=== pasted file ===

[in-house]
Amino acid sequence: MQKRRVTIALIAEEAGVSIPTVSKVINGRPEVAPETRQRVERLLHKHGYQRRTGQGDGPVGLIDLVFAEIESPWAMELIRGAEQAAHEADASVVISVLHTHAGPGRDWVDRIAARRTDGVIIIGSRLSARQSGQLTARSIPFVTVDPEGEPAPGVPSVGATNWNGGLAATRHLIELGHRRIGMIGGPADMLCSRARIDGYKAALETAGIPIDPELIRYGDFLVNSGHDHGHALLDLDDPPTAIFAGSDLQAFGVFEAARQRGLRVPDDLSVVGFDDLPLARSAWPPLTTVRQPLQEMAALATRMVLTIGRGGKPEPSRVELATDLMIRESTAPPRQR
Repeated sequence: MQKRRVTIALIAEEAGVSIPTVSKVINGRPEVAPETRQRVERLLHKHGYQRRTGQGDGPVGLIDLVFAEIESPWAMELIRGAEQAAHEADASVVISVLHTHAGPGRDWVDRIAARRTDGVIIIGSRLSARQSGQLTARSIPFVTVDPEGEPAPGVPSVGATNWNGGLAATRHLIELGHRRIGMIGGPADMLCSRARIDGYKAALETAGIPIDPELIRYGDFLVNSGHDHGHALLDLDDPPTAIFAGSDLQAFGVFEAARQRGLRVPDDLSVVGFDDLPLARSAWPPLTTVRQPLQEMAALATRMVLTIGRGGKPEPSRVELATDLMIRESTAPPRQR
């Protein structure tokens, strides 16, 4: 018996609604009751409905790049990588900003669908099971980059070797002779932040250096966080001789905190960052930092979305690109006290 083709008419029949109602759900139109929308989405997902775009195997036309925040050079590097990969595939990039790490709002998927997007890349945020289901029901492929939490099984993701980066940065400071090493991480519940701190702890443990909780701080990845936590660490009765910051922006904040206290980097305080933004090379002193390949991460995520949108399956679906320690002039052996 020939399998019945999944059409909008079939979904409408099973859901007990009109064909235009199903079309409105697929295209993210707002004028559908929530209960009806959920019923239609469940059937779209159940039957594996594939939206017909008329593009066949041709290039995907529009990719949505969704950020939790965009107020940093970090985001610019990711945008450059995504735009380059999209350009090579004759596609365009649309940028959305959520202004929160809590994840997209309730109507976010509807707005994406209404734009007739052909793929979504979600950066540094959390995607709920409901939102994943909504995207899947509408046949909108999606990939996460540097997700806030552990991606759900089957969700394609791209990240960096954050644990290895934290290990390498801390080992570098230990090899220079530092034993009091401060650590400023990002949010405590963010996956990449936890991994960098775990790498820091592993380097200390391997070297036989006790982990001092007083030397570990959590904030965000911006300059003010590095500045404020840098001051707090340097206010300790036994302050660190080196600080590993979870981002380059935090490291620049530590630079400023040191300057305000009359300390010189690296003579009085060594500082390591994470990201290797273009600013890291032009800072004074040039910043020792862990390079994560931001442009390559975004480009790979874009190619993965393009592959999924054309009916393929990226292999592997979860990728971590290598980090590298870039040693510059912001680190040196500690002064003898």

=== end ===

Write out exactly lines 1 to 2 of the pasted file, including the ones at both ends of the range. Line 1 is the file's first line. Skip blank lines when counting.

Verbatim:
[in-house]
Amino acid sequence: MQKRRVTIALIAEEAGVSIPTVSKVINGRPEVAPETRQRVERLLHKHGYQRRTGQGDGPVGLIDLVFAEIESPWAMELIRGAEQAAHEADASVVISVLHTHAGPGRDWVDRIAARRTDGVIIIGSRLSARQSGQLTARSIPFVTVDPEGEPAPGVPSVGATNWNGGLAATRHLIELGHRRIGMIGGPADMLCSRARIDGYKAALETAGIPIDPELIRYGDFLVNSGHDHGHALLDLDDPPTAIFAGSDLQAFGVFEAARQRGLRVPDDLSVVGFDDLPLARSAWPPLTTVRQPLQEMAALATRMVLTIGRGGKPEPSRVELATDLMIRESTAPPRQR